People drink to socialize, celebrate, and relax. Alcohol often has a strong effect on people—and throughout history, people have struggled to understand and manage alcohol’s power. Why does alcohol cause people to act and feel differently? How much is too much? Why do some people become addicted while others do not? The National Institute on Alcohol Abuse and Alcoholism is researching the answers to these and many other questions about alcohol. Here’s what is known:
Alcohol’s effects vary from person to person, depending on a variety of factors, including:
How much you drink
How often you drink
Your health status
Your family history
While drinking alcohol is itself not necessarily a problem—drinking too much can cause a range of consequences, and increase your risk for a variety of problems. For more information on alcohol’s effects on the body, please see the National Institute on Alcohol Abuse and Alcoholism’s related web page describing alcohol’s effects on the body.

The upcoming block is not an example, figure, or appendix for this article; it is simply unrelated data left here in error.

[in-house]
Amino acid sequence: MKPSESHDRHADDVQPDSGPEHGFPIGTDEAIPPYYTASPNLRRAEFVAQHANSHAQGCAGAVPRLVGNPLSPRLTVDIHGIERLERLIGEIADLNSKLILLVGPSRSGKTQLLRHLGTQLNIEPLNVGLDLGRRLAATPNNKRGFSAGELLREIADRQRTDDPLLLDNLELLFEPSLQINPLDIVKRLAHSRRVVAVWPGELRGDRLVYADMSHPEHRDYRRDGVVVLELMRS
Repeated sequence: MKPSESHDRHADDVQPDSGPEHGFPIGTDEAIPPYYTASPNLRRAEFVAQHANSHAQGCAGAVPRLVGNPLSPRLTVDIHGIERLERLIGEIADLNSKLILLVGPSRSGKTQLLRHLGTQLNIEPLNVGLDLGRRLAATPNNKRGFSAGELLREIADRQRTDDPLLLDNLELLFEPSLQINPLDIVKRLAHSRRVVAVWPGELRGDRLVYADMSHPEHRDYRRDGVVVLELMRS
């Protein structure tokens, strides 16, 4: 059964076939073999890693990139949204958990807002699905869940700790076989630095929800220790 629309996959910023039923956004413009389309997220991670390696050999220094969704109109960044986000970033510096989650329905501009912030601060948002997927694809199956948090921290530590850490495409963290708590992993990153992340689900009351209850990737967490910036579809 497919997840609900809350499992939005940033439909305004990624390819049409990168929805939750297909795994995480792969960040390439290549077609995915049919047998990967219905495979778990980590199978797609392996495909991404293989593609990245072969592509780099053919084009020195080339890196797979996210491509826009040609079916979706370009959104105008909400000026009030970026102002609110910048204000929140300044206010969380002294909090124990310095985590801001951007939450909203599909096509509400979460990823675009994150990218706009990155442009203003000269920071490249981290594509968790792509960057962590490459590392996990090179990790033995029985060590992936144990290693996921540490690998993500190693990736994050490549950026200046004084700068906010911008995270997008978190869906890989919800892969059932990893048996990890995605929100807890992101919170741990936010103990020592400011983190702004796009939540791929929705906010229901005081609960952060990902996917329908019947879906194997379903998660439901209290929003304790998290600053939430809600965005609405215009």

NIDA does not conduct research on alcohol; for more information, please visit the National Institute on Alcohol Abuse and Alcoholism (NIAAA), the Substance Abuse and Mental Health Services Administration, and the Centers for Disease Control (CDC).